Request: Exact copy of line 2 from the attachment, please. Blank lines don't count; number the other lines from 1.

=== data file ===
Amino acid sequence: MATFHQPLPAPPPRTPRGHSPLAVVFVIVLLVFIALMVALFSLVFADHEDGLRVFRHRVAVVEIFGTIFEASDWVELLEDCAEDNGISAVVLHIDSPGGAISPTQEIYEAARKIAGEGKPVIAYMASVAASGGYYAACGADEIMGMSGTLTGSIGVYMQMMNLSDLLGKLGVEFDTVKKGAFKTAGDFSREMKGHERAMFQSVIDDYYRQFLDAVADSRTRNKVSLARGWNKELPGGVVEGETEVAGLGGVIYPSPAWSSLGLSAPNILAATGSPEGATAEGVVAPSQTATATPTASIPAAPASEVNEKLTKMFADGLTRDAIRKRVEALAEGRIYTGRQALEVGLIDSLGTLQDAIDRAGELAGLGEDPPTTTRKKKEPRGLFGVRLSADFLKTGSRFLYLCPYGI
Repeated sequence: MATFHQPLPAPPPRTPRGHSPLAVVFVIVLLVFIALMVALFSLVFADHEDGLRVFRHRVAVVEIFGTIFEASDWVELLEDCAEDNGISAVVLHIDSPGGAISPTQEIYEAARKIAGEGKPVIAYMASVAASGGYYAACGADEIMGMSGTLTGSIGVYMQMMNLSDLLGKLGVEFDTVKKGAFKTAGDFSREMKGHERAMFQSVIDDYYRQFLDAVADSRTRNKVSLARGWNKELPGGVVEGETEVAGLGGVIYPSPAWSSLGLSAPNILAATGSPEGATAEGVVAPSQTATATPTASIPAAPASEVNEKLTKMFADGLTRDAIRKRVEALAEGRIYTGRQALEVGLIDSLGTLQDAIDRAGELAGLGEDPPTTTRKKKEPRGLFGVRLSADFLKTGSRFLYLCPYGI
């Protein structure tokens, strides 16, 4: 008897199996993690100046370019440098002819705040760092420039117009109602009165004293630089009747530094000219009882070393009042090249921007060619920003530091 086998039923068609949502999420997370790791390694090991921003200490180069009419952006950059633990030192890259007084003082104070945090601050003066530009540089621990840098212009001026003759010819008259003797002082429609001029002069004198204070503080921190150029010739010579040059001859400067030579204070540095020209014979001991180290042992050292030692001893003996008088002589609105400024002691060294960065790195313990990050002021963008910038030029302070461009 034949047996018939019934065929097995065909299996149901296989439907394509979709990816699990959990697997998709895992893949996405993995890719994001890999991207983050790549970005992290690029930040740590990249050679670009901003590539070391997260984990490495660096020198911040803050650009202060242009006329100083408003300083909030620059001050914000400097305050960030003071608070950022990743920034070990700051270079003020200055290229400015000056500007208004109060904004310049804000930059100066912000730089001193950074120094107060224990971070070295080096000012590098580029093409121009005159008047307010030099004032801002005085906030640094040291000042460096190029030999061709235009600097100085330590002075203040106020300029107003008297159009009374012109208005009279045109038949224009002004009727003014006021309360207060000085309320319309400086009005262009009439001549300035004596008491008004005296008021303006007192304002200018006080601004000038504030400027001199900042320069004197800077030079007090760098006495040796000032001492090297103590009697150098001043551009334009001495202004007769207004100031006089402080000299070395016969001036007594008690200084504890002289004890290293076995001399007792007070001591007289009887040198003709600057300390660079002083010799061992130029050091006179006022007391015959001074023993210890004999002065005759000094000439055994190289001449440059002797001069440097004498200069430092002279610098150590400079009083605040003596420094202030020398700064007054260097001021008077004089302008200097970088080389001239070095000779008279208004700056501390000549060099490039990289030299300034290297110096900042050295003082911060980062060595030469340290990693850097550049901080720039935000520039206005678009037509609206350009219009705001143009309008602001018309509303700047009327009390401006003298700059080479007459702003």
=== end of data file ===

Repeated sequence: MATFHQPLPAPPPRTPRGHSPLAVVFVIVLLVFIALMVALFSLVFADHEDGLRVFRHRVAVVEIFGTIFEASDWVELLEDCAEDNGISAVVLHIDSPGGAISPTQEIYEAARKIAGEGKPVIAYMASVAASGGYYAACGADEIMGMSGTLTGSIGVYMQMMNLSDLLGKLGVEFDTVKKGAFKTAGDFSREMKGHERAMFQSVIDDYYRQFLDAVADSRTRNKVSLARGWNKELPGGVVEGETEVAGLGGVIYPSPAWSSLGLSAPNILAATGSPEGATAEGVVAPSQTATATPTASIPAAPASEVNEKLTKMFADGLTRDAIRKRVEALAEGRIYTGRQALEVGLIDSLGTLQDAIDRAGELAGLGEDPPTTTRKKKEPRGLFGVRLSADFLKTGSRFLYLCPYGI